On Feb. 26, the National Labor Relations Board reversed its previous ruling on the controversial Browning-Ferris case, a stunning backtrack of its December decision to undo the Obama-era rule aimed at protecting working people from unaccountable corporations.
Employers covered by OSHA’s final rule on occupational exposure to respirable crystalline silica have until June 23, 2017, to comply with the new construction standard, except for requirements for laboratory evaluation of exposure samples, which begin on June 23, 2018.
Protecting workers in fissured workplaces – where there is increasingly the possibility that more than one employer is benefiting from their work – has been a major focus for the Wage and Hour Division in recent years.
Eight people have died in construction-related accidents in 2015 thus far, according to the city’s Buildings Department, as many as in all of 2014; the year before, three died. Not since 2008, during the height of the last building boom, has the number of construction accidents been so high, when a rash of episodes, including two falling cranes, claimed 19 lives, according to an article in The New York Times.
One of the most thought-stirring sessions at this year’s American Industrial Hygiene Conference and Expo (AIHce) held this week in Salt Lake City is a discussion featuring OSHA boss Dr. David Michaels and Department of Labor Administrator of the Wage and Hour Division Dr. David Weil. They are talking about Dr. Weil’s 2014 book, “The Fissured Workplace: Why work became so bad for so many and what can be done to improve it,” published by the Harvard Press, in the context of workplace safety and health outcomes.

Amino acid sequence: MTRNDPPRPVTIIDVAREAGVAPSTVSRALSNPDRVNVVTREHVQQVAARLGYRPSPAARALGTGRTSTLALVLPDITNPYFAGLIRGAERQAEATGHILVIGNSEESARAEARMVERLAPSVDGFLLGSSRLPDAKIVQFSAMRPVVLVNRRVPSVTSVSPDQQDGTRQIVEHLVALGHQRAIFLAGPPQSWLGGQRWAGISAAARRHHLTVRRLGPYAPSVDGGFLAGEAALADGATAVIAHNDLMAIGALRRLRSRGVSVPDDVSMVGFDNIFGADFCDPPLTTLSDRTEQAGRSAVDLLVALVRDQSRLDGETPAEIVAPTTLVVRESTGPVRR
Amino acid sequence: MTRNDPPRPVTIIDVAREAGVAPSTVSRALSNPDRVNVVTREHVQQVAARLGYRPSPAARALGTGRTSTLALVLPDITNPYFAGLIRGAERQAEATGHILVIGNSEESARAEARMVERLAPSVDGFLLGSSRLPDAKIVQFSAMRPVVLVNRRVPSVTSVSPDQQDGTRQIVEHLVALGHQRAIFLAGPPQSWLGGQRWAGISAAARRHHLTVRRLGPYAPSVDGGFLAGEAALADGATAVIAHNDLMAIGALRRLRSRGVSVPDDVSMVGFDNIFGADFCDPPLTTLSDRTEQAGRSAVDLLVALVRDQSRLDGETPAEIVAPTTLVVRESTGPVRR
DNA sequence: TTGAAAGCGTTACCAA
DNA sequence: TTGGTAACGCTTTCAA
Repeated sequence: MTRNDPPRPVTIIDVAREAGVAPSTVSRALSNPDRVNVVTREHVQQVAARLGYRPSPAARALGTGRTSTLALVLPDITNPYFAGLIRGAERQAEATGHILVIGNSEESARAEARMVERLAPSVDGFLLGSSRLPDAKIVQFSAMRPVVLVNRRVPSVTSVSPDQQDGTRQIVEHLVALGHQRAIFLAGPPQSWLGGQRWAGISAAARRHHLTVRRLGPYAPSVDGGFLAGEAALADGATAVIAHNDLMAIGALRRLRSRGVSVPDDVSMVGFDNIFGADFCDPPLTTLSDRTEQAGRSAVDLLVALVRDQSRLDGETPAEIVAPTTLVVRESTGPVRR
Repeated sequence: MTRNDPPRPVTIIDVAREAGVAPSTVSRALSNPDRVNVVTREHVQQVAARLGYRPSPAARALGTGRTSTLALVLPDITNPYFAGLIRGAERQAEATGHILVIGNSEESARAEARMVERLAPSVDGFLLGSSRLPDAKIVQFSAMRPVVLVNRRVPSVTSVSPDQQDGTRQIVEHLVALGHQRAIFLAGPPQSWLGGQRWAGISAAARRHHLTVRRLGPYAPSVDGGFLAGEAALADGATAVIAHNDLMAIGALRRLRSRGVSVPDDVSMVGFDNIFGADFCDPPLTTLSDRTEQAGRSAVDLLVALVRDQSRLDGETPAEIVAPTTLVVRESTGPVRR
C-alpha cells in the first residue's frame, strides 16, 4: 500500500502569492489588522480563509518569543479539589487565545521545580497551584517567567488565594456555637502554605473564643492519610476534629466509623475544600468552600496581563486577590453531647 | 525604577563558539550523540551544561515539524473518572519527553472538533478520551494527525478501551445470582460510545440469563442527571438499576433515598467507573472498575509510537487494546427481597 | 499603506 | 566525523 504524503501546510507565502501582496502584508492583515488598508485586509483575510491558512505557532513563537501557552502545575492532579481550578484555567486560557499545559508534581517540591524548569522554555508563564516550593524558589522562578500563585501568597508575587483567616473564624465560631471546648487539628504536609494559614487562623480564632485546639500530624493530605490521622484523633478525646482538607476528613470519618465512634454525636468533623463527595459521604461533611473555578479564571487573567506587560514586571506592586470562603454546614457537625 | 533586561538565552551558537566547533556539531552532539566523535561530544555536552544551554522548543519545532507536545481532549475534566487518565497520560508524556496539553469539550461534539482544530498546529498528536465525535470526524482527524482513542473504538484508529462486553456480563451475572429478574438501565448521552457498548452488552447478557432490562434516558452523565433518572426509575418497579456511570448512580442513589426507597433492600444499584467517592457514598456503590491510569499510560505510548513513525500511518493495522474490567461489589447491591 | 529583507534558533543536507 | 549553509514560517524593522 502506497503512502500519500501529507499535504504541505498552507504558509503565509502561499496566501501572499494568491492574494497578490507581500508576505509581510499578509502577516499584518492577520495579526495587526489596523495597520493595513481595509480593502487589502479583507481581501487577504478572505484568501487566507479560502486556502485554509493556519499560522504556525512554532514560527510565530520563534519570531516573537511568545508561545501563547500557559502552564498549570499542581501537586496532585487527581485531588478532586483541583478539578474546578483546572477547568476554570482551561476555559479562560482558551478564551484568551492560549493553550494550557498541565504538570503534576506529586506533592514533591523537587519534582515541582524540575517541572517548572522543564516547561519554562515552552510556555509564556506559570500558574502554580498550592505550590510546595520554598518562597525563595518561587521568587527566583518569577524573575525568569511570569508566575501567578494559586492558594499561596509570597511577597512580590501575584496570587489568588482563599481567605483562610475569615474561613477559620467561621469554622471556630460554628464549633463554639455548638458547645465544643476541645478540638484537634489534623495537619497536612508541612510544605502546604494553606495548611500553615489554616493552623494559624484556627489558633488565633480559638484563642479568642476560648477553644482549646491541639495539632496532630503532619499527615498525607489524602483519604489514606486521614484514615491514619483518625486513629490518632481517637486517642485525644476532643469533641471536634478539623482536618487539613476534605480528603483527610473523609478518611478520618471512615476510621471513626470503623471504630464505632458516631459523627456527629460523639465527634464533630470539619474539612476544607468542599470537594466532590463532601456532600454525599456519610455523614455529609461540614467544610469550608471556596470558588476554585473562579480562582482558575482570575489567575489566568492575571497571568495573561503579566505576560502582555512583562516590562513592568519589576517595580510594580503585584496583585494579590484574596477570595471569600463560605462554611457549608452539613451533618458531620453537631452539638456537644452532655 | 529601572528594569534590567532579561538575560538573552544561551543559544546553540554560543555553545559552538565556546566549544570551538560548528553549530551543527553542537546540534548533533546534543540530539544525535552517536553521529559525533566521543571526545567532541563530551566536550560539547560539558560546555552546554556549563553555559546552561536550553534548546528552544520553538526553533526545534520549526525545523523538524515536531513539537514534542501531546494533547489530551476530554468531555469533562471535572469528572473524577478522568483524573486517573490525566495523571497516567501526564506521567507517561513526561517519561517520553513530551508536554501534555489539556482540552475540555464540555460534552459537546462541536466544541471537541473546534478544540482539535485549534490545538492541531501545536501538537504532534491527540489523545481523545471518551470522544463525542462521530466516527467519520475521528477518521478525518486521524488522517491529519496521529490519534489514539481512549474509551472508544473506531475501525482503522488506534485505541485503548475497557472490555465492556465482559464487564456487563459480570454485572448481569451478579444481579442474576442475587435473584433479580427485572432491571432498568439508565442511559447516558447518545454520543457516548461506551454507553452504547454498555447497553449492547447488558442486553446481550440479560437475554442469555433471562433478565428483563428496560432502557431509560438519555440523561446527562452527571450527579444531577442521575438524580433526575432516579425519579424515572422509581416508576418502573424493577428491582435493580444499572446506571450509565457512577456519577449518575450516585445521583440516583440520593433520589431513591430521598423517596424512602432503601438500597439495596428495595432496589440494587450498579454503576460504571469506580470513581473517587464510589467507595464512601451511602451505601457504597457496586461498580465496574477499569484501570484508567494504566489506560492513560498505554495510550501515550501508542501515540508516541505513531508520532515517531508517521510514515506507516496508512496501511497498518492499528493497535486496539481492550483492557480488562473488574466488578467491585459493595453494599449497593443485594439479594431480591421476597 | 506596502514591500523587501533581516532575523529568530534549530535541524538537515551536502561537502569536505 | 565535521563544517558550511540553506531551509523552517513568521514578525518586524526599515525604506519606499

A number of companies have made significant improvements to their safety cultures. Their progress is so dramatic, they often come to the realization that it is highly probable that their next fatality will come from a contractor they hire. To safety leaders, this is not an acceptable risk.
OSHA has cited Watco Mechanical Services, Jordan General Contractors Inc. and JP Electric after a combustible dust flash fire claimed the lives of two workers at a Hockley, Texas work site. Proposed penalties for the three companies total $119,840.
Dozens of labor, faith and community leaders and members gathered on the steps of New York City hall to announce the creation of Back Home, “Back to Work,” a new project to get Hurricane Sandy-affected residents back into their homes by providing safe, fast and effective mold assessment and remediation, according to a press statement issued by the coalition.
The Massachusetts FACE Project—in conjunction with the national Campaign to Prevent Falls in Construction, and with input from local industry and labor safety experts, contractors, and researchers—has updated and published a series of four residential construction fall prevention brochures for contractors.
Among the articles in the January 2021 issue of ISHN Magazine, we continue a series on whistleblowers, offer support for lone workers and provide an exclusive analysis of OSHA under the Biden Administration with commentary from a variety of experts.